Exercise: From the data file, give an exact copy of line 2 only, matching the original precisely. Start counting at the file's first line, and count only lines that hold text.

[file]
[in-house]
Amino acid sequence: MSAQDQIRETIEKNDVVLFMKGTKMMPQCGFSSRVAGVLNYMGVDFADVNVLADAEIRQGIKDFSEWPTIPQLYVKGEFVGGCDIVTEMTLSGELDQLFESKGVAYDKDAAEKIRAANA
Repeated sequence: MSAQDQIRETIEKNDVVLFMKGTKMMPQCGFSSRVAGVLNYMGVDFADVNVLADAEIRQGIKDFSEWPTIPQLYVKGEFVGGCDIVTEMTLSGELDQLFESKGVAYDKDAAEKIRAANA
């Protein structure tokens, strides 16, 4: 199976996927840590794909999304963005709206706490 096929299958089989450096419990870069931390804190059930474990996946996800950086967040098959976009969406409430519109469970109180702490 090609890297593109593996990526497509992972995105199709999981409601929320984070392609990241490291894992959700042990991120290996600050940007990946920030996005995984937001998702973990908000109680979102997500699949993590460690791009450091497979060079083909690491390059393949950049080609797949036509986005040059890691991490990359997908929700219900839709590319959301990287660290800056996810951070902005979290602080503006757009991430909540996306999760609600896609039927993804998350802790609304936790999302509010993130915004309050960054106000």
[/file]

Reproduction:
Amino acid sequence: MSAQDQIRETIEKNDVVLFMKGTKMMPQCGFSSRVAGVLNYMGVDFADVNVLADAEIRQGIKDFSEWPTIPQLYVKGEFVGGCDIVTEMTLSGELDQLFESKGVAYDKDAAEKIRAANA